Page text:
If anyone has been following the Columbus news for the past year or so they have more than likely seen reports that the dam for Buckeye Lake, a public lake just 45 minutes outside of Columbus, was at risk of catastrophic failure. We here at Lakefront Living Realty even wrote a blog earlier this season reporting on the dam and its remediation process. However, Buckeye Lake isn’t the only lake in Ohio that’s had a dam problem in the past few years. A few others would include Lake of the Four Seasons in Hide-a-way-Hills and Lake White.
How do these affect lakefront residents?
Water level is the major reason; as soon as a major problem is detected ODNR will act immediately to lower the water level. The reason being that all dams have a classification level determining how much damage a dam break would cause, and in the case for all three of these lakes they are a Class 1: meaning potential loss of life. So the water level gets reduced, GREATLY, and that has resulted in many homes at Buckeye Lake, not on the main water, without enough water under their boat houses to set their watercraft into the water. And with lower lvels, at an already not very deep lake, boating becomes restricted, so there goes your boating for the season, and in many cases for several seasons. Buckeye Lake, which was found to need major repair in 2014, just finished Phase 1 of the dam repair and are estimated to finish construction in 2019, and have water levels raised as early as Summer 2016. That is a long period of time that homeowners have had to go without an unhindered boating season. Now in the case of Lake of the Four Seasons the dam will be completely repaired this year (2016) so resident’s time without power boating privileges will be short. However, anytime water is lowered at a lake, boating suffers, and one of the main reasons why a buyer just bought a lake home will be null and void for at least a year, maybe two or three.
With a reduced water level not only does boating go away but this can often lead to vegetation growth. Often times in areas that were once filled with water go dry, and you now have a bed of weeds that you will have to manage. Reduced water level can also lead to enhanced bug and insect growth. With lack of movement on the water, a lot of areas can now become stagnant and a hotbed/ breeding ground for mosquitoes. And not to mention that once this water level is low enough, your once coveted view can be taken away depending on where your house sits. For instance if you bought in a cove, that cove may now be low or void of water, taking away your view. And of course don’t forget the smell: greatly reduced water levels, especially in a lake where algae problems exist, can lead to the area having a bad odor.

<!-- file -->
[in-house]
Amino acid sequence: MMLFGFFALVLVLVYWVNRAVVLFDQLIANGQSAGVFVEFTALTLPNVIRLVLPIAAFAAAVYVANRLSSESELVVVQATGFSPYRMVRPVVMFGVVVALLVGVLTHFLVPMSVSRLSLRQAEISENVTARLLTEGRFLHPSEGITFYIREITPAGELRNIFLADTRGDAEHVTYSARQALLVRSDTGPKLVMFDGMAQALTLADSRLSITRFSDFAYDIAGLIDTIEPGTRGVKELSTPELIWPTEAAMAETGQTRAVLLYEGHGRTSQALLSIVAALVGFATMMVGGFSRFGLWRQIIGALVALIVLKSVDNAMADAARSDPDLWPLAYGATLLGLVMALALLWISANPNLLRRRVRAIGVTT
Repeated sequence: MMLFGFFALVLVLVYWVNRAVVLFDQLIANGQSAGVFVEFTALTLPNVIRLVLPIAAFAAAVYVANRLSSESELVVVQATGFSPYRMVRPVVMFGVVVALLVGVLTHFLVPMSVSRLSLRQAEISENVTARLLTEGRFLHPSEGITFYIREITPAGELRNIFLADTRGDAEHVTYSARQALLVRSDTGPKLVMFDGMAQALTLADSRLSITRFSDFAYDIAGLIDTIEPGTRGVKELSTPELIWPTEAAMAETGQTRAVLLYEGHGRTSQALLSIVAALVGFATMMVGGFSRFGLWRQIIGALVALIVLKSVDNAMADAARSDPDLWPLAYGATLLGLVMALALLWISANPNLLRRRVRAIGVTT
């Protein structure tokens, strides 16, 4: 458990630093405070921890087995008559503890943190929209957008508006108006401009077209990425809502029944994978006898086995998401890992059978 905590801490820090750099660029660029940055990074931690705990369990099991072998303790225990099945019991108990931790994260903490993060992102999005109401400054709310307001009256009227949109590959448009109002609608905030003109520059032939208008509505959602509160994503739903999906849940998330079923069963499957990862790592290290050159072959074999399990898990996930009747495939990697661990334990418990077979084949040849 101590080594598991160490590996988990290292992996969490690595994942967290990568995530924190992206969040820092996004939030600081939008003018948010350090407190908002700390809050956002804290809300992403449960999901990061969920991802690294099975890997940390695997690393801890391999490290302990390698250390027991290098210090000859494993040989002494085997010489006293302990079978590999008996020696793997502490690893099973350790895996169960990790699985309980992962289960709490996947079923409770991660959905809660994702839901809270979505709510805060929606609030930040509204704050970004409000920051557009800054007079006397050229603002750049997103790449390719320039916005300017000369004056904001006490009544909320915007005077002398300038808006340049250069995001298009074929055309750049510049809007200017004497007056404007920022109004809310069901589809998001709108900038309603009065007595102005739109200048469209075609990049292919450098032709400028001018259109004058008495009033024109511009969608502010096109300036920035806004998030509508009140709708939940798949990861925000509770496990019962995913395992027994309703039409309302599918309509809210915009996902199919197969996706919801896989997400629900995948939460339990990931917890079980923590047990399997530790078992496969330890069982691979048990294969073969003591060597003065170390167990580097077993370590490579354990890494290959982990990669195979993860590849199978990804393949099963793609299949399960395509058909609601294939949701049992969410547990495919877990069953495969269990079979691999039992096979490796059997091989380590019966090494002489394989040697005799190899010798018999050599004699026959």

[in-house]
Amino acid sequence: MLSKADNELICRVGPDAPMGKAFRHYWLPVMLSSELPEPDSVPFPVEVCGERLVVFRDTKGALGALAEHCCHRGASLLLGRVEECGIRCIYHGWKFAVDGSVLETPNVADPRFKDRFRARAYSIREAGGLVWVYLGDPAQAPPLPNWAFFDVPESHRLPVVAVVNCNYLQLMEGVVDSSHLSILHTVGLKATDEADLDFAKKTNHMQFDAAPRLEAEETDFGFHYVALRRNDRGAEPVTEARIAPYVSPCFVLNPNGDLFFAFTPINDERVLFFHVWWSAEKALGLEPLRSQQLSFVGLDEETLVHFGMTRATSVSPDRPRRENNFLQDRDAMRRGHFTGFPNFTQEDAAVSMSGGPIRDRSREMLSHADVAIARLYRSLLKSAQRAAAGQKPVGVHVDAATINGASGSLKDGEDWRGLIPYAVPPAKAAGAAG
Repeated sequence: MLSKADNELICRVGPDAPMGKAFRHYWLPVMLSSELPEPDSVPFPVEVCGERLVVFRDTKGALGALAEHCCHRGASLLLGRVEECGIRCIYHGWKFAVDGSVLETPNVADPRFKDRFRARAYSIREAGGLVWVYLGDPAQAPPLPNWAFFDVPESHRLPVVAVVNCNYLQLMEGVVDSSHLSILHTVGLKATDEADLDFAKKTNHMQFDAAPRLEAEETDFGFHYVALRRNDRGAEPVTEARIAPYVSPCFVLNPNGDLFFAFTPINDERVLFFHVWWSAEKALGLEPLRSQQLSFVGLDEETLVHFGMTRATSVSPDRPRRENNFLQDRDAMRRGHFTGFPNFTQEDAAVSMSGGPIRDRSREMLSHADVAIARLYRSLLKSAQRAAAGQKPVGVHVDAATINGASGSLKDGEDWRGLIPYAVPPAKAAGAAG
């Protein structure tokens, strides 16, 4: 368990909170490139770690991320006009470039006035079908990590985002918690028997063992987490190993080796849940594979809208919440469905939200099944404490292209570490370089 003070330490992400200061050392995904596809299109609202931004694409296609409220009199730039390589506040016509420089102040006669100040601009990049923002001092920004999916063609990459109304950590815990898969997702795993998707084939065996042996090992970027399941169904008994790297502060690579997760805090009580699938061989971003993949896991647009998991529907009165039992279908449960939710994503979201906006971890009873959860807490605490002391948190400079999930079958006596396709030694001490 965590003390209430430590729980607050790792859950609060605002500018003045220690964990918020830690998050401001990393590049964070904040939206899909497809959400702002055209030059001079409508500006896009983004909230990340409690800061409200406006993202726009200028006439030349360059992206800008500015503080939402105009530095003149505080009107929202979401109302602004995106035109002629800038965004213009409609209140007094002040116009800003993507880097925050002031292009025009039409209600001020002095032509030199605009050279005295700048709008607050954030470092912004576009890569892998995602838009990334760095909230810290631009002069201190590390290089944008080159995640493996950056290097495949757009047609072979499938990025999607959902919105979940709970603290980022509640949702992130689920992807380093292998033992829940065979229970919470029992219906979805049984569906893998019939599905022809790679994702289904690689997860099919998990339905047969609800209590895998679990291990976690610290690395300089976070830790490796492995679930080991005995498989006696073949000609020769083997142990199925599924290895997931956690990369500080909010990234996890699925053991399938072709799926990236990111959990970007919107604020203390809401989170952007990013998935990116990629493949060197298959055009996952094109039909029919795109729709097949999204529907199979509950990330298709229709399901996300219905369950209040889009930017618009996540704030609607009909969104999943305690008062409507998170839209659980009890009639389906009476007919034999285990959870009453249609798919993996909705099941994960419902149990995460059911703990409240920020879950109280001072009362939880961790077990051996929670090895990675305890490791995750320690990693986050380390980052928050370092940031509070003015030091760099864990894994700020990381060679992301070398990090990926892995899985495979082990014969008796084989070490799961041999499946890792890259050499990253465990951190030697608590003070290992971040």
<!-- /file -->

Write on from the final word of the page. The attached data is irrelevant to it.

Property values also could be affected. This issue may seem more relevant to sellers, but in truth if you are a buyer you don’t want to pay full price for a property and then the housing market tank shortly after, causing you to take a huge loss on your real estate investment. If you then try and sell your property down the road, it would be hard to sell a home with any or all the above mentioned problems.
And the last reason would be money. In the case of state parks such as Buckeye and Lake White, these projects will be paid through the state either through taxes and levies, or possibly federal grants or reserves that the state had, which at the end of the day comes mostly from the pocket of taxpayers in the form of nickels and dimes. For private lake communities such as Hide-a-way-Hills however, the money has to come from the association and its members, there were no grants available. And in that case a special assessment had to be passed, costing members approximately 4k out of pocket apiece. So in this case a one-time payment was due from each member in order to get the dam repaired and the lake ready for boating season again. 4k sounds like a lot but the thing to remember is that the Lake of the Four Seasons repair cost was bid at approx. 2.8 Million dollars, while the Lake White project was bid at approx. 31.7 Million and Buckey lake over 100 Million, if a private lake dam repair ever cost that much its members would be paying quite a bit more and the association would have to look at taking out loans, raising member fees and or passing more or higher special assessments all in order to pay for the work. And most of the time those assessments go with the property, meaning that if the seller hasn’t paid it the buyer may have to at the time of closing.
Should buyers be concerned?
The truth is that almost all lakes in Ohio were developed and had dams built during a period of time when quality of materials and building standards were not as high as they are now. Lake communities constantly have to keep an eye out for not only dam problems, but also spillway repairs needed (a blog on spillways will be coming soon). As a buyer you can’t really escape the chance of buying at a lake that will have a dam issue. However, buying a property that just got done fixing the dam will give you a lake now several years away from doing another major repair. But Buyer’s should be careful and make sure to be aware of any known problems at that specific lake’s dam or any major repairs scheduled that could impact your lakefront lifestyle, because it’s not always noticeable whether that lake has issues or not. Consult with your lakefront expert about which lakes just finished construction, which ones are at risk to have a major issue, which ones are currently undergoing dam remediation and what it may cost you in terms of boating privileges, aesthetic value and money.
Written by – Justin Shelton, Lakefront Consultant “The Lake Team”